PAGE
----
Raw image: This is your base image.

First layer: Green zones: They are just black zones, roughly painted on a white layer.

Next Layer: Finishes. These are colored, on a transparent layer, since here we want to use the color.


Once all of this is done, it´s just a matter of saving each layer as a separate image (png format is best since it keeps alpha values) and apply them as a texture on several copies of your background plane, all separated by a small space. You can mix several textures in one material if they are all ground materials, or create planes that are a bit higher, for example for trees, so trees will give a little shadow on the ground:

The vegetation layer, a little bit higher than the ground

The final result: First layer used as a mask for a grass texture, Next layer used as color texture to make some variations.


In big architecture or urban projects, you always find yourself with the problem of vegetation. Above a single building with a few trees around (which looks quite poor), you always need to find “cheap” ways to stuff your project with low-rendering-cost-vegetation...

Here again, we used two different methods, according to the project type and scale.

Horizontal plane method:

In the Almoloya case, the size is so huge that it wouldn't be realistic do object-by-object vegetation. We choosed to lay one big trees layer in top of everything since when you fly at that altitude, the trees appear to form a flat layer. The technique used is the same as already described above.

The negative point of this is that you must always stay quite high with your camera, otherwise it begins to appear that the trees are plane:

Here you begin to see clearly that the trees are actually a large horizontal plane, situated a bit higher than the buildings, so it projects shadows on the other objects.

Vertical planes method:

This method is easy to understand if you already worked with RealPeople objects in AutoCAD or 3D Max. Here are simple vertical planes that always look to the camera (Blender's very useful locked rotation constraint). On those planes are mapped trees from images with alpha channel. I won't describe how to do this because it's easy to find tutorials around on the net:

The image you map on these planes behaves like an object, project shadows, etc. If you make several copies of the plane, each one with a different tree image, you have the base for a little forest. The next step is placing the trees randomly on your project. Here again, we found a way to spare ourselves precious efforts...

Again, we used our project from AutoCAD, exported as a jpg image, and used as a viewport background in Blender. On top of this, you draw horizontal plane meshes putting points where there are trees, more or less alternatively. Once you have several polygons, one for each tree type, you just parent the tree to the polygon, hit duplivert and you find yourself with a tree on each vertex of the polygon, all facing the camera:

Once your polygons are mounted, it's very easy to make the small adjustments you'll certainly need (a tree in the middle of the pathway, etc...). Just edit the mesh, and move the guilty vertex. The bad side of this method (there is always one) is that the duplicated tree looks at the camera, not every clone. This gave us problems when the camera goes deep into the forests (look at the animation).


These 2 projects are so big that we didn´t bother much with lighting, since result would be very uniform anyway. In the Almoloya project, there is only a sun raytracing shadows and a hemi. In México, a sun throwing raytraced shadows and 2 spots with very soft buffered shadows to make that “fake radiosity” on the buildings walls (see here above).



7. THE “SAUCE”...

The final touch, the cerise sur le gateau, is all the “living things” you can put in the scene. This is the architect's oldest trick, but it always works: Put some people in your drawings and people will imagine themselves in it already. So we put people, parked cars, moving cars, streetlights, all things that you can propagate quickly through your scene to fill it without the need to model much or copy things one by one.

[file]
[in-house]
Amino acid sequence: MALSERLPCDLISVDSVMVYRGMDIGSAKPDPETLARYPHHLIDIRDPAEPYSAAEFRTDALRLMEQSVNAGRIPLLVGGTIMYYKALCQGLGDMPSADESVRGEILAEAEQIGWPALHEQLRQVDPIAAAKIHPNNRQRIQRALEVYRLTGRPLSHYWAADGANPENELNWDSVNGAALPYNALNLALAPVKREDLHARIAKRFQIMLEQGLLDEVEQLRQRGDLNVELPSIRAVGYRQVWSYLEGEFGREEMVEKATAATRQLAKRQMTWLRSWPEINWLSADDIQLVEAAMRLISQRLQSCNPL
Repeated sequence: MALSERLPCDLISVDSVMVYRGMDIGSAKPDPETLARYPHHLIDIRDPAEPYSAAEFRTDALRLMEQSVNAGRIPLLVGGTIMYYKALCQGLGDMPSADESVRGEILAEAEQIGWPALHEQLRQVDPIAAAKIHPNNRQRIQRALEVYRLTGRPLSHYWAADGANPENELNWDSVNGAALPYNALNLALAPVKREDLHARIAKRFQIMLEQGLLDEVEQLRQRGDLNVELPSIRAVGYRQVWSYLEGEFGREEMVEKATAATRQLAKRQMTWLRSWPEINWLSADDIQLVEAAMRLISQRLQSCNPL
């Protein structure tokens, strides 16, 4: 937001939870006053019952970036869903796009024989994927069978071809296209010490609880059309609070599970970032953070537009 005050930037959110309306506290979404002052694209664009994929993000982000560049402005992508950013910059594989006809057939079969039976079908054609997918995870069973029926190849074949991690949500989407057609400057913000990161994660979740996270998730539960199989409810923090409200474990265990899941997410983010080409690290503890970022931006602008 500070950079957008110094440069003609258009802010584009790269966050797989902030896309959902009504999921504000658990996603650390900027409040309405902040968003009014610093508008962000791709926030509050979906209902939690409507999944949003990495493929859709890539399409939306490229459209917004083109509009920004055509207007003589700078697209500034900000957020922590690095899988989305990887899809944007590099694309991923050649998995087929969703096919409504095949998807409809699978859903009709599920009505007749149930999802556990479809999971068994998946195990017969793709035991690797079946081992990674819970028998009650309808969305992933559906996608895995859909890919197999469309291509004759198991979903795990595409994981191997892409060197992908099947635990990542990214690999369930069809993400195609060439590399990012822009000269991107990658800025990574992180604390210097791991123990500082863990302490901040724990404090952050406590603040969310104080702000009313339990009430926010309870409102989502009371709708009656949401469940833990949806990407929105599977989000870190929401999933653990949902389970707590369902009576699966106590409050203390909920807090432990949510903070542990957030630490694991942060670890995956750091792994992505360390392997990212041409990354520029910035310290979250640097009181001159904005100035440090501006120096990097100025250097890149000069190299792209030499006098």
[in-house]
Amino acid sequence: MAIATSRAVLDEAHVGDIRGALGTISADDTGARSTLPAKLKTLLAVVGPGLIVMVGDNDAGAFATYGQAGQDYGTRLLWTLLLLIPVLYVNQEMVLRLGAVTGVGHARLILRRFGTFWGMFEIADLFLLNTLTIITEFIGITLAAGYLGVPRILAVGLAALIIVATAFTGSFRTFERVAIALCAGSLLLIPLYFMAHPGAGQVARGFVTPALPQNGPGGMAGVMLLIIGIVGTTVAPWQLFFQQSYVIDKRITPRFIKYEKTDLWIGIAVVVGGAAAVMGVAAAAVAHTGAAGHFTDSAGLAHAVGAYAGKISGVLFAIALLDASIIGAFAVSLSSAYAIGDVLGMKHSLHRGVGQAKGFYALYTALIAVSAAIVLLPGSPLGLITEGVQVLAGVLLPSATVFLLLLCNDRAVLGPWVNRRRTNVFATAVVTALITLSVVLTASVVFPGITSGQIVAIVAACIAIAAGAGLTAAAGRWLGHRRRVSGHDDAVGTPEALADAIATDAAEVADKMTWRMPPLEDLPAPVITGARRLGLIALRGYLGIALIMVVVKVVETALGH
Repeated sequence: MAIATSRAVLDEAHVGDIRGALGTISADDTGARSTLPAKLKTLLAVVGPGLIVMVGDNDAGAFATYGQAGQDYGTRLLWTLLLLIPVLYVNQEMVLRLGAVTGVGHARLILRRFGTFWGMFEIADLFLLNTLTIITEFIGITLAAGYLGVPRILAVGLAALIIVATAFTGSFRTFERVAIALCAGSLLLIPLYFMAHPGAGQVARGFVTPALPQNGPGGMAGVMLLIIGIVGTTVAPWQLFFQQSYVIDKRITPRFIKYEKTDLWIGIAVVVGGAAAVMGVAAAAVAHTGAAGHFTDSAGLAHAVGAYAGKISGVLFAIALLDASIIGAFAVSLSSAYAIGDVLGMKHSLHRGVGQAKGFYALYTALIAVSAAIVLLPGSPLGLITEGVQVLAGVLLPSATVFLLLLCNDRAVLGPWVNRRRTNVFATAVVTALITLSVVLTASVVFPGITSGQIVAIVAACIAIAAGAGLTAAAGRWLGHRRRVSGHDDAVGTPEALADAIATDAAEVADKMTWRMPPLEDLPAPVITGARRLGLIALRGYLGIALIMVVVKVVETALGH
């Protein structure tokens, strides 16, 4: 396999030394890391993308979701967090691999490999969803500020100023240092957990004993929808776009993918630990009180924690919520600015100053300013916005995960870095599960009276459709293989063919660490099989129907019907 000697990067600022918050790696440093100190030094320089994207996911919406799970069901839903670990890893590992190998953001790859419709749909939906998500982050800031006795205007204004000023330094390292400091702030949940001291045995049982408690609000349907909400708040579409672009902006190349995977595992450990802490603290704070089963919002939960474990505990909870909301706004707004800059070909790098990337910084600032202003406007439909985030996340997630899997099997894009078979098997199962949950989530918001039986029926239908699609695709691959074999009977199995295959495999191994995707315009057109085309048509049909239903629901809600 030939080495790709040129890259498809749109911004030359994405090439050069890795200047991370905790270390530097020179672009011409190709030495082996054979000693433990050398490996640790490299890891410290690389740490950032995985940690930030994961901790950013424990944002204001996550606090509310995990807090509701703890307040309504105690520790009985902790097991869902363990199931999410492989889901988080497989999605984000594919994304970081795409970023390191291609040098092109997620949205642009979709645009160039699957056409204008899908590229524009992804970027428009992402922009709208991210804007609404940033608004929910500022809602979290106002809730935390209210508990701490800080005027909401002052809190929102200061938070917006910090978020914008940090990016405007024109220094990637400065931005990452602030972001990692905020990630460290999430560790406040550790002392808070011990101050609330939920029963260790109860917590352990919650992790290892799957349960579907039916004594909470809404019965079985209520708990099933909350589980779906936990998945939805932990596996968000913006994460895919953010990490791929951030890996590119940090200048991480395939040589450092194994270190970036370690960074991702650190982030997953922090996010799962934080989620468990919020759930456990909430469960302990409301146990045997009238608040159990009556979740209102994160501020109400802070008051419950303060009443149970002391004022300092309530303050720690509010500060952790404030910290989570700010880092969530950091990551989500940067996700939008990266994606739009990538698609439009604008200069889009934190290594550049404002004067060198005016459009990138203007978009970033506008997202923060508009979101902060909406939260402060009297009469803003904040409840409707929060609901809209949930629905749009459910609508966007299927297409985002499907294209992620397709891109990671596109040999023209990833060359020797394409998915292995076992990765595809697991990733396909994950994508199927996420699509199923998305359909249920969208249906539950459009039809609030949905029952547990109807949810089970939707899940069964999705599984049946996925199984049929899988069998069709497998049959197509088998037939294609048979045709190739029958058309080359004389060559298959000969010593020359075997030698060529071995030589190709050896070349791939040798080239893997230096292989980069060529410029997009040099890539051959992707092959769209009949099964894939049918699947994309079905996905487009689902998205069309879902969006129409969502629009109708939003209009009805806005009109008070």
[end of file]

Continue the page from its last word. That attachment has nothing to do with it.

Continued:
They are only vertical planes facing the camera (Locked Track function) with an alpha-image mapped on it. Same technique as for the trees.

Parked Cars

In Almoloya, they are made the same way as vegetation: One big plane covering the whole area, on it an alpha mask I made in the Gimp painting little black rectangles on a white layer. I then used a very dense Magic texture as color map, to make color variations between the cars. In Mexico, they are the usual low-poly car models you find everywhere on the net.


These are a made of a simple extruded tube, dupliverted on a plane mesh. It is the same technique as the trees I described above.

Moving Cars

They are simple boxes following a closed path curve. One box is parented to the curve, then duplicated, each copy receiving a different time offset, so they move at same speed, but are on different positions on the path, giving that traffic look of several cars moving at same speed.


To animate the camera, we used the most basic technique, the camera follows a closed curve, so the last frame is the same as the first frame, to allow us to leave the video running endlessly behind us when making the (endless too...) presentation speech. The camera is parented to an empty, with a look-at constraint, so you get the same behaviour as a 3d Max camera: you get a target, that you can animate too.

That's it, more or less. Thes two projects were made in about two weeks each, one week for 2d project development, and one week for 3d and rendering (using all computers of the office, each animation rendered in about a weekend). I apologize if something in all this is unclear, but I guess it's not so important to follow these methods step by step, since every project asks for specific solutions. I hope I could at least show you how easy it is to use Blender for those big scale projects.

The big idea is always to find ways to stuff your scene with many objects, or at least give the impression of many objects, but keep the rendering time low, since rarely, in the architecture field, your client or even your boss has the smallest idea of the time needed to mount complex scenes, not to talk about rendering times. This added to the marvelous habit of changing the project continuously, will make you regreat it if you spend much time modelling.